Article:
PHP Simple if statement not executing properly

In the following code, all entries result in ""entry must be at least 6 characters" no matter what's entered.  Not sure why this is happening.  Note: value of $max ($max = 6) is in validations file.  Any ideas?  Thanks.

<?php

include ("functions/functions.php");
include ("functions/validations.php");


if (isset($_POST["submit"])) {

$username = $_POST["username"];
$password = $_POST["password"];

	if (empty($username) || empty($password)) {
		$message = "fields are empty";
	
		} if (!is_string($username) || ($password)) {
			$message = "these cannot be numbers";
		
		} if (strlen($username || $password < $max)) {
			$message = "entry must be at least 6 characters";
		
		} else {
			redirect("welcome.php");
	}


} else {

$message = "POST NOT SET";
$username = "";
$password = "";

}


?>




<!doctype html>
<html>
<head>
<meta charset="utf-8">
<title>Untitled Document</title>
</head>

<body>



<?php echo $message ?>
<form action="test.php" method="post">


Enter user name: <input name="username" type="text" value="<?php echo htmlspecialchars($username) ?>"> <br>
Enter password: <input name="password" type="password" value="<?php echo htmlspecialchars($password) ?>"> <br>
<input name="submit" type="submit" id="submit"><br>

</form>





</body>
</html>

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LB1234Asked:
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Ess KayEntrapenuerCommented:
change

if (strlen($username || $password < $max))


to
 if (strlen($username || $password )< $max)
Lukasz ChmielewskiCommented:
Line 18 is
} if (strlen($username || $password < $max)) {
and should be
} if (strlen($username) < $max || strlen($password) < $max) {
Lukasz ChmielewskiCommented:
This won't work as expected, because you need to apply the function to all posted variables,
the whole if/else should look like this:

if (empty($username) || empty($password)) {
	$message = "fields are empty";
} 
if (!is_string($username) || !is_string($password)) {
	$message = "these cannot be numbers";
} 
if (strlen($username) < $max || strlen($password) < $max)) {
   // or even better: if(strlen($username . $password) < 12)
	$message = "entry must be at least 6 characters";
} 
else 
{
	redirect("welcome.php");
}

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LB1234Author Commented:
Thanks people.  Can someone explain why mine is incorrect?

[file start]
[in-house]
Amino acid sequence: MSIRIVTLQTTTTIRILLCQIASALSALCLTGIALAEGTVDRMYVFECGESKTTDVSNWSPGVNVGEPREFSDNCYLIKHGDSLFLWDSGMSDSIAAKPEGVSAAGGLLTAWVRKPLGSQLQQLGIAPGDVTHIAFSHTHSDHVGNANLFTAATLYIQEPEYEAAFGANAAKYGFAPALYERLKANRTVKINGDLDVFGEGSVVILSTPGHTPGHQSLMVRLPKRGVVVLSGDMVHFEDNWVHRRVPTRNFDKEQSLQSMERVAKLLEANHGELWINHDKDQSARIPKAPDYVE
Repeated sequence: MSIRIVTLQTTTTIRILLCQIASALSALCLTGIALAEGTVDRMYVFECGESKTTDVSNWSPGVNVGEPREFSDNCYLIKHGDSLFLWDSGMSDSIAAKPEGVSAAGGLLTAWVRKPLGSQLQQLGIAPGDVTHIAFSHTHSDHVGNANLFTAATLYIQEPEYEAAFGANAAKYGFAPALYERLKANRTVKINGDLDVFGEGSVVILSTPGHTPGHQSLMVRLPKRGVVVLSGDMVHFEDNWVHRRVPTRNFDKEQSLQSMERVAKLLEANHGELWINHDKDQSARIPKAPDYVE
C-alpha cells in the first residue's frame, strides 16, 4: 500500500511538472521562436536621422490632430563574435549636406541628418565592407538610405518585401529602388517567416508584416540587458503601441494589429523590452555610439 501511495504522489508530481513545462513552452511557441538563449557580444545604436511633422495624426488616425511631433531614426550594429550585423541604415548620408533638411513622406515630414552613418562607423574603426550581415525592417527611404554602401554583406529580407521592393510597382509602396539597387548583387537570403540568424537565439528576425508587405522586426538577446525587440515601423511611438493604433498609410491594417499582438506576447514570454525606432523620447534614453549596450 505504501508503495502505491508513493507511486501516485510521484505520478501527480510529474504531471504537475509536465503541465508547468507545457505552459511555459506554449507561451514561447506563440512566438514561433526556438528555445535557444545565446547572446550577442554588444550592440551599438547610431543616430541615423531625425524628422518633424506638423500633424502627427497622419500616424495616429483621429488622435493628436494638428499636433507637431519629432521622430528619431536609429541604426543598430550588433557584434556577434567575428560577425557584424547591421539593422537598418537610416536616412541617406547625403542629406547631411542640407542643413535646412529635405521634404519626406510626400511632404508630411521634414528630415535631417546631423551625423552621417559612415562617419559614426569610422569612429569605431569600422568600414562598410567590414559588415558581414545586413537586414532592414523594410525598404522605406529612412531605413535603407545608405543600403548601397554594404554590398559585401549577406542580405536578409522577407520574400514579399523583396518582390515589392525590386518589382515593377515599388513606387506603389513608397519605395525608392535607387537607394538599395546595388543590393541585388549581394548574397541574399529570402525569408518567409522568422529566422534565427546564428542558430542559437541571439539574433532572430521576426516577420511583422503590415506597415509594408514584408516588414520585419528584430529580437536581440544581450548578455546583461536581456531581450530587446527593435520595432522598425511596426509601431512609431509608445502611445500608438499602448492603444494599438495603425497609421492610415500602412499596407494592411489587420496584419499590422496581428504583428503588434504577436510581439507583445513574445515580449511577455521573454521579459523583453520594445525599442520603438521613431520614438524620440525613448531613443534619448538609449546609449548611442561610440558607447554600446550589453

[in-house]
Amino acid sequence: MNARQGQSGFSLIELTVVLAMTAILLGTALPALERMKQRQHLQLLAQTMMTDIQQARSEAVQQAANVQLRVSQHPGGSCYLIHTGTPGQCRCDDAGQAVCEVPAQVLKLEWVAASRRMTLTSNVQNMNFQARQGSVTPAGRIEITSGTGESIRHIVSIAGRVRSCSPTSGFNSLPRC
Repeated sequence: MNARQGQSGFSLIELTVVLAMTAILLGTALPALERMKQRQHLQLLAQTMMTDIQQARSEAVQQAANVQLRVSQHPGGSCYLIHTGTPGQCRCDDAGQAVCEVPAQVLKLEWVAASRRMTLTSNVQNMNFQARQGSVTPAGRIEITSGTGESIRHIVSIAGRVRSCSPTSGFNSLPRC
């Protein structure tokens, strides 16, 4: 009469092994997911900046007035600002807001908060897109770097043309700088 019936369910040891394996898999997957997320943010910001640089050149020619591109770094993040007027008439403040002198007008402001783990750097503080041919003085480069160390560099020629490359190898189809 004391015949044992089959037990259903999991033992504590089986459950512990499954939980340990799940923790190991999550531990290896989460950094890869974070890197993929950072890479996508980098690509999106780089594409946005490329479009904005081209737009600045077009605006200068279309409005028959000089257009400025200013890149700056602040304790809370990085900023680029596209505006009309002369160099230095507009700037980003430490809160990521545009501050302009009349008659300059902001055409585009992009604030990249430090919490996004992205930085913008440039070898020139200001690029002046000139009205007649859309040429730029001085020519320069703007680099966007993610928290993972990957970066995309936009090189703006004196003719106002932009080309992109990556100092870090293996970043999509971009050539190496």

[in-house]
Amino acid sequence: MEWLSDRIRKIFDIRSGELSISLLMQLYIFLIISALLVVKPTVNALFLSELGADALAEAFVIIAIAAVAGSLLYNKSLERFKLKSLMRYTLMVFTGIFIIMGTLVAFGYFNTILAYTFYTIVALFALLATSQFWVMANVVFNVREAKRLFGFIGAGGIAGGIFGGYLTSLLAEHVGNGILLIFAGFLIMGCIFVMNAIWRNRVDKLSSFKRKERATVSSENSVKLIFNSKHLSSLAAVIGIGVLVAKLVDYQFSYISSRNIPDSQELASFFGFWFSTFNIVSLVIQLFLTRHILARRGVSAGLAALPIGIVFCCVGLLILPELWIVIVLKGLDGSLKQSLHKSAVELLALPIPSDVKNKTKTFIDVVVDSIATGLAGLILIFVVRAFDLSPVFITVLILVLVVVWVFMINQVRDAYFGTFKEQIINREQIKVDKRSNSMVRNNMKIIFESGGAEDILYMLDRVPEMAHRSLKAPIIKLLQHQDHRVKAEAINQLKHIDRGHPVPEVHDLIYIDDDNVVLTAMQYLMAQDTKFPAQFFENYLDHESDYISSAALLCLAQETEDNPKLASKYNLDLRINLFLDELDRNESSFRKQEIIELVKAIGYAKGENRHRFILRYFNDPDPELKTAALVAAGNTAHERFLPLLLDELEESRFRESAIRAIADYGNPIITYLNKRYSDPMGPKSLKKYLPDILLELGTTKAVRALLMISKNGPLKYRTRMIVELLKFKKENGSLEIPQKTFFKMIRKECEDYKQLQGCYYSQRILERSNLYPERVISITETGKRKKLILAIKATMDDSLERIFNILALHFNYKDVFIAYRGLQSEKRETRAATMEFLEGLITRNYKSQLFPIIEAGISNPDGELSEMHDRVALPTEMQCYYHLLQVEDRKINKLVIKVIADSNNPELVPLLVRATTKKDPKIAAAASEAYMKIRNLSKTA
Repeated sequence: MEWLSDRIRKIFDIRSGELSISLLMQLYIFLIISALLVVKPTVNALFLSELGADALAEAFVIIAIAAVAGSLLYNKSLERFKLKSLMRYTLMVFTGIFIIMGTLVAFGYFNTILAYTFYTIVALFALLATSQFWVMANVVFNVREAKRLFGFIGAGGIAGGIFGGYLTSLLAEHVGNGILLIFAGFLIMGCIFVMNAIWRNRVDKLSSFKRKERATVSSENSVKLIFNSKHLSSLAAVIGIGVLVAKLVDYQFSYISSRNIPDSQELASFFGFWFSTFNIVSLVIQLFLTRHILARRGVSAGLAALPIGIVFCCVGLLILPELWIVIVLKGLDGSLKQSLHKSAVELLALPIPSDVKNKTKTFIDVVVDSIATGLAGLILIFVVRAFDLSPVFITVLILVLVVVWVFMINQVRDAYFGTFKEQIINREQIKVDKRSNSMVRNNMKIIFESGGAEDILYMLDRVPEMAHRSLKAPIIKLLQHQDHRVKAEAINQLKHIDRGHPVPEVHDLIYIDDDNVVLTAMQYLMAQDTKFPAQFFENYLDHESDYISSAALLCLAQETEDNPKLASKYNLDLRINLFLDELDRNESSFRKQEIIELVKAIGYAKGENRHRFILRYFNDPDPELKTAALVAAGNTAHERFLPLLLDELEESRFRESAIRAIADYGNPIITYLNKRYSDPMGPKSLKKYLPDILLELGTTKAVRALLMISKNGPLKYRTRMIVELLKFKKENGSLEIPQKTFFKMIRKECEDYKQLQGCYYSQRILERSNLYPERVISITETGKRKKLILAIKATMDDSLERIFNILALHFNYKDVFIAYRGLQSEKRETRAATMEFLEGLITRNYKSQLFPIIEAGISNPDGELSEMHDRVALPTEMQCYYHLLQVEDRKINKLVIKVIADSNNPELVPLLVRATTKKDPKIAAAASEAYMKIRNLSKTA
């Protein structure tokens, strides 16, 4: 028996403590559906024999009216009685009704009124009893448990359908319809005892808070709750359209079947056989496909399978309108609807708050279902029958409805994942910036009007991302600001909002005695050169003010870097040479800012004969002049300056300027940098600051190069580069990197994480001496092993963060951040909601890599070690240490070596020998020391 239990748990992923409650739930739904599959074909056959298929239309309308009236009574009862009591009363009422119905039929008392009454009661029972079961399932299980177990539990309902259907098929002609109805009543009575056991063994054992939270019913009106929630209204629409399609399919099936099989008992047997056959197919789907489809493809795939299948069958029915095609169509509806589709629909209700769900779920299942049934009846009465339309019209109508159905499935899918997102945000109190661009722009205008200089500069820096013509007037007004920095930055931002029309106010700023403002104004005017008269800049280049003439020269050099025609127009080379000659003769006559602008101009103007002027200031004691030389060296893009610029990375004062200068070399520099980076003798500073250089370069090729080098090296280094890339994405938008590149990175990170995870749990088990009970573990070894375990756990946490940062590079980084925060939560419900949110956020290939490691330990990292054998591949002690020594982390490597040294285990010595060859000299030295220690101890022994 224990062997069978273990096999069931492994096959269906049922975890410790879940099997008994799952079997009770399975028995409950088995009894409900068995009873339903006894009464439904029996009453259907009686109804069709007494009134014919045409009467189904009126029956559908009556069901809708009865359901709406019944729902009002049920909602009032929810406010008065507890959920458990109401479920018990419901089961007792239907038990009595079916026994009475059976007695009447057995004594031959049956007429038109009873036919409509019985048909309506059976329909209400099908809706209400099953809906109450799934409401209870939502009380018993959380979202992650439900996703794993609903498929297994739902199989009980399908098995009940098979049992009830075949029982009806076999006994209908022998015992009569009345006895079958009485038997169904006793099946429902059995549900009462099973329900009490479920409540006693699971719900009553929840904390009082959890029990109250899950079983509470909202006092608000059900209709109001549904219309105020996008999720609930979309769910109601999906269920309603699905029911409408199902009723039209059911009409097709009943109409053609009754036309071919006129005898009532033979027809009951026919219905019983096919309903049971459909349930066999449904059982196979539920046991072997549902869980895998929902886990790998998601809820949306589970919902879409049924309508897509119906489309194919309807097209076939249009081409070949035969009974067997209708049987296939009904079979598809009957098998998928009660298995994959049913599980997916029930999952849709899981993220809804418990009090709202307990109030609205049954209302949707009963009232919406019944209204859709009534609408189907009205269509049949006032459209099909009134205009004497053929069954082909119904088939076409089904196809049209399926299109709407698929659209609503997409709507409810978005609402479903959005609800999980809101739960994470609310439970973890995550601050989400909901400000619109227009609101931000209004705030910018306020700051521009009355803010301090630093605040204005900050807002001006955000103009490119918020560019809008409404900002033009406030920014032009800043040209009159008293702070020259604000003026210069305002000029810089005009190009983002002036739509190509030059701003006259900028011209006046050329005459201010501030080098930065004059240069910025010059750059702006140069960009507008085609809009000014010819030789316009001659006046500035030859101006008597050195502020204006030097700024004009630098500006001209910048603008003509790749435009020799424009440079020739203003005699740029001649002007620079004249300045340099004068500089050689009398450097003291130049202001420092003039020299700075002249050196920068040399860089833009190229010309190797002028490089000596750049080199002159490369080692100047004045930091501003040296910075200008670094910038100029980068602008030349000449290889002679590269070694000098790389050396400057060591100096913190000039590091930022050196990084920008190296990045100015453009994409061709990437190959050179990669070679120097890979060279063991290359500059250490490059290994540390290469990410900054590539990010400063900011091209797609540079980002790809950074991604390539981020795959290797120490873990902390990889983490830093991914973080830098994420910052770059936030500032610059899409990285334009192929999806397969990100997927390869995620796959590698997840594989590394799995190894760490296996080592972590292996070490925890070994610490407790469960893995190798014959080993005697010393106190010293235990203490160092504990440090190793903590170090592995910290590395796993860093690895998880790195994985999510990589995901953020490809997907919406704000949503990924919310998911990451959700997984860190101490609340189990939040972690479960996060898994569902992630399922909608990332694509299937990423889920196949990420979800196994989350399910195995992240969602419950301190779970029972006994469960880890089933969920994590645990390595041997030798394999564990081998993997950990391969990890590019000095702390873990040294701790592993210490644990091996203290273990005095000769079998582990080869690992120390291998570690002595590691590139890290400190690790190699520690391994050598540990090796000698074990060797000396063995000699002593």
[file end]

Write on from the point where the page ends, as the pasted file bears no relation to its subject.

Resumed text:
Marco GasiFreelancerCommented:
Also you can't set the condition once for several variables:

Line 15:

if (!is_string($username) || ($password)) {

must be

if (!is_string($username) || !is_string($password)) {

exactly as you did in line 12: if (empty($username) || empty($password)) {
Lukasz ChmielewskiCommented:
For example:

$username = "aaaaaaa";
$password = "zzzzzzz";

if (!is_string($username) || ($password)){
      echo "username is not string, password is not a string";
}
else{
      echo "these are strings allright...";
}

these are strings, but the IF goes into "username is not (...)"
because you do not apply the function call to every argument. The $password is converted to value of 1 because you check literally:

if( BOOLEAN (is the username a string) OR BOOLEAN password
the BOOL password is converted to 1, then
anything || 1 equals true
Ess KayEntrapenuerCommented:
the reason is, the computer is only as smart as you make it. you need to explain each function to it individually.

IIE
if (!is_string($username) || ($password)) {

must be

if (!is_string($username) || !is_string($password)) {


because it only processes one function at a time

is_String is a function, which can only take one arguement, due to the syntax

I'm not sure why the rest of it worked, but it shouldn't. i havent corrected it in my answer because if it aint broke, don't fix it.

But you might want to reevaluate if the first statements also work correctly, because they will most likely not do so.
Ray PaseurCommented:
You've got good advice from the other answers (evaluate each field separately), but I find this very interesting.  I am kind of surprised this even parsed correctly.  Maybe that is an artifact of PHP loose typing?  I can't figure out how PHP is evaluating this statement.  Even with error_reporting(E_ALL) set, no notice is raised by having $max be undefined!  That suggests to me that PHP is looking at strlen($username) alone and determining that to be "truthy."  As soon as a true condition appears in the evaluation, the entire statement would be treated as true unless some "and" condition was injected.